RICHLAND CENTER — One could certainly get a feel for the kind of person 85-year-old farmer David Manning was by reading his obituary.

Born on September 15, 1934, Manning was an Eagle Scout, an Army veteran, a family man, a sports fan and a coach. He was also active in his community — and it was the community’s response on Mar. 27 that truly shed a light on the kind of person Manning was.

Manning, who had been farming in Ithaca for over 50 years, passed away on Mar. 22 after a long battle with lung and kidney disease. In the midst of a pandemic, the family knew they would be unable to hold a traditional funeral service, so one of Manning’s four sons put out a call on Facebook, asking those in the community to join them at the Clary Funeral Home for a large funeral procession of farm vehicles which would follow Manning to his final resting place in Willow Valley Cemetery.

Even as the 12:15 p.m. approximate start time of the procession neared, tractors and other farm vehicles could be seen driving on the shoulder of Highway 14 towards Richland Center, turning into the funeral home parking lot and following others down a long line as they prepared for the procession.

As the sun peeked out from the clouds, there were tractors of every size and color, combines, farm trucks, semis and even an Ithaca school bus lined up to escort Manning to the cemetery. Dozens of yellow slow moving vehicle lights blinked from the tops of those tractors and inside the cabs were farmers and community members young and old.

Leading the procession were members of the Manning family, driving Manning’s red combine and blue tractor that he used on the farm, along with a truck and trailer carrying Manning’s Bobcat skid steer.

“Dave used that Bobcat all the time,” said Kenny Anderson, a farmer, neighbor and friend of Manning’s.

Anderson was at the funeral with his friends at Huff-Nel-Sons Farms, a neighboring farm to Manning’s in rural Richland Center. Aaron Nelson, who farms in partnership with his brother, Andrew, and their parents, Larry and Sherry Huffman at Huff-Nel-Sons, said he and his family wanted to participate in the procession to show respect to the neighbor they worked with for many years.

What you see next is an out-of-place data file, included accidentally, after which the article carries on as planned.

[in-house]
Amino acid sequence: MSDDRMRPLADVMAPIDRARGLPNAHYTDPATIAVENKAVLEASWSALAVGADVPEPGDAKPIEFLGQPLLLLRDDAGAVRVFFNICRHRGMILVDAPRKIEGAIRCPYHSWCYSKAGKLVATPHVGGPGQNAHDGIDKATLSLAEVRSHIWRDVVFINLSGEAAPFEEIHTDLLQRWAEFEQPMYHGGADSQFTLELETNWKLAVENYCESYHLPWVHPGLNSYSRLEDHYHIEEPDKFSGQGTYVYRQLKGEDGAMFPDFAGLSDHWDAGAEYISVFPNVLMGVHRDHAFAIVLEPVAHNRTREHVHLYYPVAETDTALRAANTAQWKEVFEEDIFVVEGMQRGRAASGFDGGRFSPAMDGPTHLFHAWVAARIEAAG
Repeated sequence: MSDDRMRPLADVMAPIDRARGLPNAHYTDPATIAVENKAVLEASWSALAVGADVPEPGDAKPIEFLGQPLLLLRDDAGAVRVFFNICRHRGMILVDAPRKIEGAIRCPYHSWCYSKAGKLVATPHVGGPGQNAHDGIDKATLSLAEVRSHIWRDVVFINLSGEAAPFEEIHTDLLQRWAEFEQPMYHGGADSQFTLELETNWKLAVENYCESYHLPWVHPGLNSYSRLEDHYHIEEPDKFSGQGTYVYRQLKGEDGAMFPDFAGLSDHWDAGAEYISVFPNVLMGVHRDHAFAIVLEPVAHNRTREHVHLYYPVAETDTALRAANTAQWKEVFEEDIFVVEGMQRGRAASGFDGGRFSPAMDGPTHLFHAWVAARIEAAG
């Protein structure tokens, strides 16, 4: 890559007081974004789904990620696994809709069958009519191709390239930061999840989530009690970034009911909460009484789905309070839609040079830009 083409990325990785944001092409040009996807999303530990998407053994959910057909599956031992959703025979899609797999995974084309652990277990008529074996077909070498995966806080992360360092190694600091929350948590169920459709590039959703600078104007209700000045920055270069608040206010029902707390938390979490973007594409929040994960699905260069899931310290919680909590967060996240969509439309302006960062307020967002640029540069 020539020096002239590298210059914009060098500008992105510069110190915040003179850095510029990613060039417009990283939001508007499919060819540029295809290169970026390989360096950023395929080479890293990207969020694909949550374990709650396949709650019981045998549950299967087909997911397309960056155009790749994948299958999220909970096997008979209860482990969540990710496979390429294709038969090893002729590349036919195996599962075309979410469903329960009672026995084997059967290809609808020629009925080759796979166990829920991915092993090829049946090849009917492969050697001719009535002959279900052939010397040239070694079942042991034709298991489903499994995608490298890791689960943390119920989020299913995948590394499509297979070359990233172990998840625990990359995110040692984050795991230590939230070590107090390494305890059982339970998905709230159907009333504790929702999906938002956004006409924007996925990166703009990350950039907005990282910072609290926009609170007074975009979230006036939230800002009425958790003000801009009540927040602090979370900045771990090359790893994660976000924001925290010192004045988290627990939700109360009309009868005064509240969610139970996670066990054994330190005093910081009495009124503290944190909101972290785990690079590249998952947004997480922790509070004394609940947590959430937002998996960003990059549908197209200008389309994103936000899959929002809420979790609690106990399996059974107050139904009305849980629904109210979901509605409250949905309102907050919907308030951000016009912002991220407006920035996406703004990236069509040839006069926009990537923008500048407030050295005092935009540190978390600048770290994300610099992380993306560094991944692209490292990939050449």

“Dave’s funeral and visitation would have been full (if they could have had a traditional service),” Nelson said. “He was a respected man throughout the community.”

Manning did custom farm work for many neighboring farms, including Huff-Nel-Sons. Like Nelson, many of the farmers that came for his funeral had worked with him personally over the years.

“Dave was a good friend and a local guy in the community. He’s been there for everyone else so this is how we’ll be there for a neighbor,” said Joe Koch, who brought his tractor and his son, Max, to participate in the procession.

Koch remembered how his brother once got a flat tire on his tractor just outside of Manning’s farm; they pulled the tractor in and Manning lent him a spare tire so he could get back home. He pointed to the tractor his brother brought to the service that day – it still had Manning’s spare tire on the front.

“He was a pillar to the community,” Koch added. “It’s just natural to be there for him.”

“Dave was a good guy, and I wanted to be here for support,” added Duane Durst, who also farms in rural Richland Center. “This is the only way to do that right now.”

While over 100 farm vehicles followed Manning to the cemetery, others in the community had parked their vehicles along Highway 14 to watch the procession as it left the funeral home.

One couple that was sitting inside their car said they, too, were neighbors of the Mannings for 25 years. They’d seen several tractors go by their farm that morning and didn’t want to miss the opportunity to honor their neighbor and friend.

“I think this is just amazing,” the wife said. “It really shows the support of this community.”

To read Manning’s full obituary, visit!/Obituary.